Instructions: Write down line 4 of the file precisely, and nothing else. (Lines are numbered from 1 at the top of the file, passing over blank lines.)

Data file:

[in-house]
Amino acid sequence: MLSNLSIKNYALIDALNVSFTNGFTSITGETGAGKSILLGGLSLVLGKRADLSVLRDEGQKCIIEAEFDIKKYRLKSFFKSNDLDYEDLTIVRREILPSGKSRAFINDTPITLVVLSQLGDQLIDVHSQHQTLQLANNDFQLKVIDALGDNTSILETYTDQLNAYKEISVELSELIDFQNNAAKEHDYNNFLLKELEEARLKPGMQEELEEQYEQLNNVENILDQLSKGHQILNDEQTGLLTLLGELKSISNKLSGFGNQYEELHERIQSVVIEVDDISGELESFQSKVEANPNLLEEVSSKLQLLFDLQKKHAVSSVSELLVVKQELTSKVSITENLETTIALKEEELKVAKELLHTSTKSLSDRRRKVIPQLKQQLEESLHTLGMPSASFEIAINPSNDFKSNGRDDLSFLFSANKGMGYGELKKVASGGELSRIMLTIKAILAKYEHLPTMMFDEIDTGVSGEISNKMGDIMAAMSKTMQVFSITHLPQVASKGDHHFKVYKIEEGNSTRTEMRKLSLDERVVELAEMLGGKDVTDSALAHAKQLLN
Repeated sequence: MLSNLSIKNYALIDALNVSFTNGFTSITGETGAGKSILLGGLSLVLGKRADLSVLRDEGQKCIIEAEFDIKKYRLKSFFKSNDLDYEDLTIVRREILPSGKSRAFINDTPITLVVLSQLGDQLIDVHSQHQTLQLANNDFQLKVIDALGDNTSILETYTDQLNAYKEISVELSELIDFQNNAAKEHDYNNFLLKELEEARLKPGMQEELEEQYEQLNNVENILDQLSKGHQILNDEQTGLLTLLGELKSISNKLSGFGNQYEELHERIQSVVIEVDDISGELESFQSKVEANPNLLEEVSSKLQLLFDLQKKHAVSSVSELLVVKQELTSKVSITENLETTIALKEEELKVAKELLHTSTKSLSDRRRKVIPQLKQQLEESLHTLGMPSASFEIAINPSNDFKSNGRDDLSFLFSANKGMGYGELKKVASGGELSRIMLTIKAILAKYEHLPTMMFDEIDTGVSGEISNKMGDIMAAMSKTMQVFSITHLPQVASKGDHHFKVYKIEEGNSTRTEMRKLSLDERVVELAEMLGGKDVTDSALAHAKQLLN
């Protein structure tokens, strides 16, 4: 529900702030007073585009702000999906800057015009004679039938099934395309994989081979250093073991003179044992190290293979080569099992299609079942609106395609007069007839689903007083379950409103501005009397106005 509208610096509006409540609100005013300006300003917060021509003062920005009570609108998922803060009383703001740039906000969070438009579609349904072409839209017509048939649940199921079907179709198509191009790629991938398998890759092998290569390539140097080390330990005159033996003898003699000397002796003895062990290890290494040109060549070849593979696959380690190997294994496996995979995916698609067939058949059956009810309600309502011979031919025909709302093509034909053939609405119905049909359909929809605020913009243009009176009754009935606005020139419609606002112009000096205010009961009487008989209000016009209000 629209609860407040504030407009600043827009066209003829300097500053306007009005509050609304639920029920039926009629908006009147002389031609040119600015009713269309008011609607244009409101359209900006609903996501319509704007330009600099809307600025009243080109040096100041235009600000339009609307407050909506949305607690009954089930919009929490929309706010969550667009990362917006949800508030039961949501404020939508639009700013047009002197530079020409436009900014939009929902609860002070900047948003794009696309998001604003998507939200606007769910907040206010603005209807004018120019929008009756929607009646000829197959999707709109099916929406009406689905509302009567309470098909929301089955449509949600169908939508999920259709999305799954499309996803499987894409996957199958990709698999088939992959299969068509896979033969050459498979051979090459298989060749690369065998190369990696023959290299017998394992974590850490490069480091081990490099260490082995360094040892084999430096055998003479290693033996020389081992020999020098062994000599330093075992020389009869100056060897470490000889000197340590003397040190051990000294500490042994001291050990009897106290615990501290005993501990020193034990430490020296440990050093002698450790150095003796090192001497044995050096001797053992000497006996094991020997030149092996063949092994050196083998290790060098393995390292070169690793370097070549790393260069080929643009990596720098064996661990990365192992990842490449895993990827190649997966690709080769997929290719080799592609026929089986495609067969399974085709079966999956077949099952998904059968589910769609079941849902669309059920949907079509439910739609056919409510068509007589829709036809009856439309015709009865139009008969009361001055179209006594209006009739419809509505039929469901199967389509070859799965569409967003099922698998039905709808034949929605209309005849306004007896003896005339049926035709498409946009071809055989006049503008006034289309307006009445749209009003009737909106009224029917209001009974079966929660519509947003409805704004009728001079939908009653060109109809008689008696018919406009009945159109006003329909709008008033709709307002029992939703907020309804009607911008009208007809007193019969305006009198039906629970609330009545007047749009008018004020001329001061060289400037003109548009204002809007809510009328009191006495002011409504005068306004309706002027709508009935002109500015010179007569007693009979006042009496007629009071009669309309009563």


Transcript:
């Protein structure tokens, strides 16, 4: 529900702030007073585009702000999906800057015009004679039938099934395309994989081979250093073991003179044992190290293979080569099992299609079942609106395609007069007839689903007083379950409103501005009397106005 509208610096509006409540609100005013300006300003917060021509003062920005009570609108998922803060009383703001740039906000969070438009579609349904072409839209017509048939649940199921079907179709198509191009790629991938398998890759092998290569390539140097080390330990005159033996003898003699000397002796003895062990290890290494040109060549070849593979696959380690190997294994496996995979995916698609067939058949059956009810309600309502011979031919025909709302093509034909053939609405119905049909359909929809605020913009243009009176009754009935606005020139419609606002112009000096205010009961009487008989209000016009209000 629209609860407040504030407009600043827009066209003829300097500053306007009005509050609304639920029920039926009629908006009147002389031609040119600015009713269309008011609607244009409101359209900006609903996501319509704007330009600099809307600025009243080109040096100041235009600000339009609307407050909506949305607690009954089930919009929490929309706010969550667009990362917006949800508030039961949501404020939508639009700013047009002197530079020409436009900014939009929902609860002070900047948003794009696309998001604003998507939200606007769910907040206010603005209807004018120019929008009756929607009646000829197959999707709109099916929406009406689905509302009567309470098909929301089955449509949600169908939508999920259709999305799954499309996803499987894409996957199958990709698999088939992959299969068509896979033969050459498979051979090459298989060749690369065998190369990696023959290299017998394992974590850490490069480091081990490099260490082995360094040892084999430096055998003479290693033996020389081992020999020098062994000599330093075992020389009869100056060897470490000889000197340590003397040190051990000294500490042994001291050990009897106290615990501290005993501990020193034990430490020296440990050093002698450790150095003796090192001497044995050096001797053992000497006996094991020997030149092996063949092994050196083998290790060098393995390292070169690793370097070549790393260069080929643009990596720098064996661990990365192992990842490449895993990827190649997966690709080769997929290719080799592609026929089986495609067969399974085709079966999956077949099952998904059968589910769609079941849902669309059920949907079509439910739609056919409510068509007589829709036809009856439309015709009865139009008969009361001055179209006594209006009739419809509505039929469901199967389509070859799965569409967003099922698998039905709808034949929605209309005849306004007896003896005339049926035709498409946009071809055989006049503008006034289309307006009445749209009003009737909106009224029917209001009974079966929660519509947003409805704004009728001079939908009653060109109809008689008696018919406009009945159109006003329909709008008033709709307002029992939703907020309804009607911008009208007809007193019969305006009198039906629970609330009545007047749009008018004020001329001061060289400037003109548009204002809007809510009328009191006495002011409504005068306004309706002027709508009935002109500015010179007569007693009979006042009496007629009071009669309309009563």